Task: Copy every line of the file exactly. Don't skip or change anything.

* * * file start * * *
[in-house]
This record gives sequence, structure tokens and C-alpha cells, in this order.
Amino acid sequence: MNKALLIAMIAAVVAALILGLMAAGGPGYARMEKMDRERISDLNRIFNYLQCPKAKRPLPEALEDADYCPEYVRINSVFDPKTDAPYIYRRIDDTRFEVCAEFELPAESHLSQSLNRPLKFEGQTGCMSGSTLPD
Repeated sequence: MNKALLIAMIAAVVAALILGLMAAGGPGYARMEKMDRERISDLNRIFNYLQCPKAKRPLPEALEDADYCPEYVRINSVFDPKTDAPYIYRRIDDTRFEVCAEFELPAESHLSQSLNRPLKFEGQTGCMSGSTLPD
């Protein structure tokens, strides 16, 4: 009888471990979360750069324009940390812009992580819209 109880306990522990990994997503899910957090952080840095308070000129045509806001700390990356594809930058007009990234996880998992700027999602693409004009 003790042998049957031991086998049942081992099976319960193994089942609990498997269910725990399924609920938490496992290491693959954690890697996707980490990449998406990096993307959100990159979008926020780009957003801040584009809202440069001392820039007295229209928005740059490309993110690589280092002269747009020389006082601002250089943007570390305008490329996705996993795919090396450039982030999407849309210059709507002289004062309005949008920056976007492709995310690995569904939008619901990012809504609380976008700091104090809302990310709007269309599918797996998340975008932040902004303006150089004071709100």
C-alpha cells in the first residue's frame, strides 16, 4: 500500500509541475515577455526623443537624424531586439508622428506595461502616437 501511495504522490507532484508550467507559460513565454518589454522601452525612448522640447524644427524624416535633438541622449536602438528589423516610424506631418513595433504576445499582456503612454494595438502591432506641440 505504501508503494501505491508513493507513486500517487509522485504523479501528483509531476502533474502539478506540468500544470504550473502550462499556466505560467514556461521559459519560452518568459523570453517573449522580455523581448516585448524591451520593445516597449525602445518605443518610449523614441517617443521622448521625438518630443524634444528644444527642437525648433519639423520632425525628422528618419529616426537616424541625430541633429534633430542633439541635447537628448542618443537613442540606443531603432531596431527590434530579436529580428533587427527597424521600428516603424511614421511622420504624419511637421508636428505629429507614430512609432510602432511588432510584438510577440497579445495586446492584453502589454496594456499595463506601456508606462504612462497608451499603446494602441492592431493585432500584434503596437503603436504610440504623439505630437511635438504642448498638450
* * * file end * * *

[in-house]
This record gives sequence, structure tokens and C-alpha cells, in this order.
Amino acid sequence: MNKALLIAMIAAVVAALILGLMAAGGPGYARMEKMDRERISDLNRIFNYLQCPKAKRPLPEALEDADYCPEYVRINSVFDPKTDAPYIYRRIDDTRFEVCAEFELPAESHLSQSLNRPLKFEGQTGCMSGSTLPD
Repeated sequence: MNKALLIAMIAAVVAALILGLMAAGGPGYARMEKMDRERISDLNRIFNYLQCPKAKRPLPEALEDADYCPEYVRINSVFDPKTDAPYIYRRIDDTRFEVCAEFELPAESHLSQSLNRPLKFEGQTGCMSGSTLPD
């Protein structure tokens, strides 16, 4: 009888471990979360750069324009940390812009992580819209 109880306990522990990994997503899910957090952080840095308070000129045509806001700390990356594809930058007009990234996880998992700027999602693409004009 003790042998049957031991086998049942081992099976319960193994089942609990498997269910725990399924609920938490496992290491693959954690890697996707980490990449998406990096993307959100990159979008926020780009957003801040584009809202440069001392820039007295229209928005740059490309993110690589280092002269747009020389006082601002250089943007570390305008490329996705996993795919090396450039982030999407849309210059709507002289004062309005949008920056976007492709995310690995569904939008619901990012809504609380976008700091104090809302990310709007269309599918797996998340975008932040902004303006150089004071709100």
C-alpha cells in the first residue's frame, strides 16, 4: 500500500509541475515577455526623443537624424531586439508622428506595461502616437 501511495504522490507532484508550467507559460513565454518589454522601452525612448522640447524644427524624416535633438541622449536602438528589423516610424506631418513595433504576445499582456503612454494595438502591432506641440 505504501508503494501505491508513493507513486500517487509522485504523479501528483509531476502533474502539478506540468500544470504550473502550462499556466505560467514556461521559459519560452518568459523570453517573449522580455523581448516585448524591451520593445516597449525602445518605443518610449523614441517617443521622448521625438518630443524634444528644444527642437525648433519639423520632425525628422528618419529616426537616424541625430541633429534633430542633439541635447537628448542618443537613442540606443531603432531596431527590434530579436529580428533587427527597424521600428516603424511614421511622420504624419511637421508636428505629429507614430512609432510602432511588432510584438510577440497579445495586446492584453502589454496594456499595463506601456508606462504612462497608451499603446494602441492592431493585432500584434503596437503603436504610440504623439505630437511635438504642448498638450